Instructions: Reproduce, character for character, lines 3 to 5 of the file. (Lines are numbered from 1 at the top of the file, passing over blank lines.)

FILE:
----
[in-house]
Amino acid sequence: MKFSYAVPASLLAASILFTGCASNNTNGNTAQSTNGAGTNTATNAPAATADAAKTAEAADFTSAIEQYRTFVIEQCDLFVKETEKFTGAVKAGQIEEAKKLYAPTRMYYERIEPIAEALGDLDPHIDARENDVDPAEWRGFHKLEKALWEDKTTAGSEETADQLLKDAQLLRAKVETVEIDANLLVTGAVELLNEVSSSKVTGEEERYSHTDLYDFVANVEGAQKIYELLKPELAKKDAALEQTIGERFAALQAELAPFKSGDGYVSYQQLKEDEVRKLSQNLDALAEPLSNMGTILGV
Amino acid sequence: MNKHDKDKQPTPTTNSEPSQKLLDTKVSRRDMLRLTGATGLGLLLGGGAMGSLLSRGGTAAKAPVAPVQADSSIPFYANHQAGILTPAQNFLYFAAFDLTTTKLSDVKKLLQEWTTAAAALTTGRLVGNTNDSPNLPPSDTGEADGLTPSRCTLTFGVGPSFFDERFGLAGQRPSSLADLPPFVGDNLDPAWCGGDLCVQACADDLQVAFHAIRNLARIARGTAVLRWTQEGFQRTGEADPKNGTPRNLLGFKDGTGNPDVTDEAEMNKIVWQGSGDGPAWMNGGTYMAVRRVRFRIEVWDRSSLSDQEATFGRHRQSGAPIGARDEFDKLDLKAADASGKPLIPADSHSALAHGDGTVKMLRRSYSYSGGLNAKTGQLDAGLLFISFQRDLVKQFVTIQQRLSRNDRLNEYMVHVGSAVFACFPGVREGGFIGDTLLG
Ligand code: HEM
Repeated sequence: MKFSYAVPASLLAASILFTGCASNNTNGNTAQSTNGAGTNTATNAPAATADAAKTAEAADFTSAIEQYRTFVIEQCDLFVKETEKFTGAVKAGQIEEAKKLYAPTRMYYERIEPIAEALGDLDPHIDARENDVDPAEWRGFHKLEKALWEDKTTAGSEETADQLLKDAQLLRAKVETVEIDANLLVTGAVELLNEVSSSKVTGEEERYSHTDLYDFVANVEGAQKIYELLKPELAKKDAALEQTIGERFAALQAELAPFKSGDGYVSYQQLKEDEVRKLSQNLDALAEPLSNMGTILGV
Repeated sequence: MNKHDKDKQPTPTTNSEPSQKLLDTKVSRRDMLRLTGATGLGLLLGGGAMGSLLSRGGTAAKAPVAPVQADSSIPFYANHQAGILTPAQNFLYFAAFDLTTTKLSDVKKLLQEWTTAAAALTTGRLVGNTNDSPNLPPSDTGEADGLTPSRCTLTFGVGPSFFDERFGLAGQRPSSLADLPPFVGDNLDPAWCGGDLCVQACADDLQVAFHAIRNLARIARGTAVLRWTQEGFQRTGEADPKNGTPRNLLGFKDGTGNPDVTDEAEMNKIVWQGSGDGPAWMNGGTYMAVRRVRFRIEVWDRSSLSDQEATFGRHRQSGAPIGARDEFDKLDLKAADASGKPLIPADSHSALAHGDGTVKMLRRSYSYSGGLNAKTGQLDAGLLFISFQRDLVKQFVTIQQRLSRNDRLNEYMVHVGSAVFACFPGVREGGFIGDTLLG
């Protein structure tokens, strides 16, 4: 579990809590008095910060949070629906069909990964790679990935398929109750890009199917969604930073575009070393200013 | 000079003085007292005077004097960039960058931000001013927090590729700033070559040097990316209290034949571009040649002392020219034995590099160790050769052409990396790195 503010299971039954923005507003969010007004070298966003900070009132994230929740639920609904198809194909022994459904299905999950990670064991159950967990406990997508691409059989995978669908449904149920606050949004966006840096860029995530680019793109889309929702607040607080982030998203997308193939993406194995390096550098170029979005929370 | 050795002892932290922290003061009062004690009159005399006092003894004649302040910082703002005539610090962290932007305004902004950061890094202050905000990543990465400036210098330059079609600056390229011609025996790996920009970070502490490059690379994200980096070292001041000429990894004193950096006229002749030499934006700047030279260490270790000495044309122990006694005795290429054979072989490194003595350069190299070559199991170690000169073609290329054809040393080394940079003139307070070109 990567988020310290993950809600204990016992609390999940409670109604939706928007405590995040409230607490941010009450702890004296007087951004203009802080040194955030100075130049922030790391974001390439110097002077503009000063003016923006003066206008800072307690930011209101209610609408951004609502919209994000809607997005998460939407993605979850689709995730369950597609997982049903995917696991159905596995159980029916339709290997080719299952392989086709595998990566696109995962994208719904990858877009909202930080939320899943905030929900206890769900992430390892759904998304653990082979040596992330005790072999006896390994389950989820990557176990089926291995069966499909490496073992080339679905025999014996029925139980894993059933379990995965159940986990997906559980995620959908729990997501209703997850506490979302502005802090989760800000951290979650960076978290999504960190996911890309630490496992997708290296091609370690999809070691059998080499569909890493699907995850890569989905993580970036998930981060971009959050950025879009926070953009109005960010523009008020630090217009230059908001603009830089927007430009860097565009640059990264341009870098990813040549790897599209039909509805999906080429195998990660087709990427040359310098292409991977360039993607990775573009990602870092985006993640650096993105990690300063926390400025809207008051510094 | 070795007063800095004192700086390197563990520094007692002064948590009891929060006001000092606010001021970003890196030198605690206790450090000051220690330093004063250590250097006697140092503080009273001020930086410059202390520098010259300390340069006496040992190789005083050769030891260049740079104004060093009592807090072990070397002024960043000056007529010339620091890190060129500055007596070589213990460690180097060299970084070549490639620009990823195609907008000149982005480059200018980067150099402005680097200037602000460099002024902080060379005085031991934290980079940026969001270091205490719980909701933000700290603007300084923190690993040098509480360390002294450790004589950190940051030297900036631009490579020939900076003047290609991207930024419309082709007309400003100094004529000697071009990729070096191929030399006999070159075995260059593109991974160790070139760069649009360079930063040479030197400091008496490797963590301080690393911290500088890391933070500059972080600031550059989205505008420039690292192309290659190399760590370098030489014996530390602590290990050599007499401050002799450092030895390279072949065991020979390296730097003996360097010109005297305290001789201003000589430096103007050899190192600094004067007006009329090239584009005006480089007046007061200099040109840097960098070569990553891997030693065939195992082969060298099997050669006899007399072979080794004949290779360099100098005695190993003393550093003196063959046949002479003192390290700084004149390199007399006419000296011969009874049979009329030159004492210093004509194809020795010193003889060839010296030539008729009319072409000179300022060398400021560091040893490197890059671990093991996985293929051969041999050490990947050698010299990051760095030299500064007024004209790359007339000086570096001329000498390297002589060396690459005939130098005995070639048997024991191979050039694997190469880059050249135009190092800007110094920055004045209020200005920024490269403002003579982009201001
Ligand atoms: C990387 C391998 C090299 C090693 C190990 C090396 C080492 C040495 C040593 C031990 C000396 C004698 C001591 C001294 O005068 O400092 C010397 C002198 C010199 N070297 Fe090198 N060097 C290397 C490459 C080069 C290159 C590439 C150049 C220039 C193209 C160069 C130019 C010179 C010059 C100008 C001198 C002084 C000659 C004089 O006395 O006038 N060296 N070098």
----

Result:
Amino acid sequence: MNKHDKDKQPTPTTNSEPSQKLLDTKVSRRDMLRLTGATGLGLLLGGGAMGSLLSRGGTAAKAPVAPVQADSSIPFYANHQAGILTPAQNFLYFAAFDLTTTKLSDVKKLLQEWTTAAAALTTGRLVGNTNDSPNLPPSDTGEADGLTPSRCTLTFGVGPSFFDERFGLAGQRPSSLADLPPFVGDNLDPAWCGGDLCVQACADDLQVAFHAIRNLARIARGTAVLRWTQEGFQRTGEADPKNGTPRNLLGFKDGTGNPDVTDEAEMNKIVWQGSGDGPAWMNGGTYMAVRRVRFRIEVWDRSSLSDQEATFGRHRQSGAPIGARDEFDKLDLKAADASGKPLIPADSHSALAHGDGTVKMLRRSYSYSGGLNAKTGQLDAGLLFISFQRDLVKQFVTIQQRLSRNDRLNEYMVHVGSAVFACFPGVREGGFIGDTLLG
Ligand code: HEM
Repeated sequence: MKFSYAVPASLLAASILFTGCASNNTNGNTAQSTNGAGTNTATNAPAATADAAKTAEAADFTSAIEQYRTFVIEQCDLFVKETEKFTGAVKAGQIEEAKKLYAPTRMYYERIEPIAEALGDLDPHIDARENDVDPAEWRGFHKLEKALWEDKTTAGSEETADQLLKDAQLLRAKVETVEIDANLLVTGAVELLNEVSSSKVTGEEERYSHTDLYDFVANVEGAQKIYELLKPELAKKDAALEQTIGERFAALQAELAPFKSGDGYVSYQQLKEDEVRKLSQNLDALAEPLSNMGTILGV